All of Moses’ objections were legitimate and quite reasonable; he didn’t want to get involved even though he knew about the bondage of his people and that it shouldn’t go on. So he resisted, but the resolve of the Lord ultimately prevailed. Moses will do this and the Lord, I am who I am, will be with him.

The greater truth behind this story has to do with the idea of call and a sense of being called. The concept of call seems most often to be used in a religious sense; we think about, we hear about a call to ministry, but I don’t think it’s just that. For anyone, call is about a sense of “this is what I’m supposed to be doing in order to be who I’m supposed to be, who God intends me to be.” There are some things you do for other reasons, but there’s not a sense of call; it’s just a job or task or whatever, done mostly for practical, often economic reasons. So being called does have to do with the ways anyone is involved in church life but there are also a multitude of other callings, other ways to serve God and be who you’re supposed to be outside of the church. That’s what’s behind Luther’s idea of the priesthood of all believers; not everyone is called to formal ministry, but everyone is called in some fashion.

Like Moses though, we can often resist God’s call. We hear about something and it piques our curiosity, we feel a pull and we think, “I should do that,” but then we find excuses because, like Moses we know that if we answer the call, it’s going to disrupt our life, move us out of our comfort zone, maybe even threaten relationships that are important to us. Resisting the call, failing to answer, you can still live a meaningful and productive life, many people do. But at some level there might be regret; you might be left with the nagging feeling that you wish you’d given it a shot.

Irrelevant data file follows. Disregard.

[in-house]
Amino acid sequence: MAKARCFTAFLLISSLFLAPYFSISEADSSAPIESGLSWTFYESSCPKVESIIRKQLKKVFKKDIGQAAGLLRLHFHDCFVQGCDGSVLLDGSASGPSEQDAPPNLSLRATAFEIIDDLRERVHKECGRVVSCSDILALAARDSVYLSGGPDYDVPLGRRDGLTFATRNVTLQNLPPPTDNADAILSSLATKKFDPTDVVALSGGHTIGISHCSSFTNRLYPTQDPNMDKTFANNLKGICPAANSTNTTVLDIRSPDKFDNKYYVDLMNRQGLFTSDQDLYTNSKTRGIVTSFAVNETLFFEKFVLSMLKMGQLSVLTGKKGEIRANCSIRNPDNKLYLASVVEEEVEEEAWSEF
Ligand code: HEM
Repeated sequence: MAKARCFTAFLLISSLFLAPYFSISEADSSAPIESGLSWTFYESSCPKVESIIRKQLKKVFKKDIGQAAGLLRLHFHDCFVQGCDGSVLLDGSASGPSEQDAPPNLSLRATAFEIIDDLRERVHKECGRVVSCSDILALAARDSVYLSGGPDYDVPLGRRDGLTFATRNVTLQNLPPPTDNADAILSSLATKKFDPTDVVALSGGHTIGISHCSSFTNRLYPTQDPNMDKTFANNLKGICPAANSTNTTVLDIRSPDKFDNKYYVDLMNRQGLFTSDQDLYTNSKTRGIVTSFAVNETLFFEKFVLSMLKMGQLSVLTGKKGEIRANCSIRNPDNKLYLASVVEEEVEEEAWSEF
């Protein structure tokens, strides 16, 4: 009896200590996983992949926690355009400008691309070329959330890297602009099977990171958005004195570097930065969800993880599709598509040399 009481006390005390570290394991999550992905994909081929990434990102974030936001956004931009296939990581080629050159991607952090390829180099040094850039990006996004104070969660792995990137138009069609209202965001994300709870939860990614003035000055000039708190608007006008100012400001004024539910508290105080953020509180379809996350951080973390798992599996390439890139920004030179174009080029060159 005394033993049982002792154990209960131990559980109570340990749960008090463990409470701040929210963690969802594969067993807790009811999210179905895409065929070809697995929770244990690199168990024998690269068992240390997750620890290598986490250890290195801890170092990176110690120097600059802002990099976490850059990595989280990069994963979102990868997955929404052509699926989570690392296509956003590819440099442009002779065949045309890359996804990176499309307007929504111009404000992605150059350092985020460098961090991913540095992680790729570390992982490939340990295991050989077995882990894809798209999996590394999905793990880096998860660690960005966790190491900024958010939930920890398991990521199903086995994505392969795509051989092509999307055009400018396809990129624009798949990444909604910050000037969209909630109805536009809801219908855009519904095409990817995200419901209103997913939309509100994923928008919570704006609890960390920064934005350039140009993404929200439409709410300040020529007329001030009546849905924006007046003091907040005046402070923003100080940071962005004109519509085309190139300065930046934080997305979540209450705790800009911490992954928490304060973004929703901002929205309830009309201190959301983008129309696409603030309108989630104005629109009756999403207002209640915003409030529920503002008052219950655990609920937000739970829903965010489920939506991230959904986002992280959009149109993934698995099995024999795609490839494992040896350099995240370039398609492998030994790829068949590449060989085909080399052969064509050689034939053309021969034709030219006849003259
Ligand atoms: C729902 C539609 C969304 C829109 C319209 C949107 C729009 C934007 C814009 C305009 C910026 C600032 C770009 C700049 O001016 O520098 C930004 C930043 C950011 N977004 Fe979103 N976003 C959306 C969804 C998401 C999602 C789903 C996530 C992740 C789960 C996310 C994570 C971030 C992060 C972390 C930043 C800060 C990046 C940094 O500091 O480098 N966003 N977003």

An honest Christian life involves a constant engagement with this question of call. What is God calling me to do today, at this point in my life? It might be what you’re already doing, but the nudges you get, the inclinations you get that don’t go away even with all your legitimate excuses, they just might be signs of the Spirit at work. Once you’ve worked through your excuses, pay attention to those signs.

Rev. Warren Geier


Bethany Lutheran Church
715 Mather Avenue
Ishpeming, MI 49849

Phone: 906-486-4351
Fax: 906-486-9640

Rev. Warren Geier, Pastor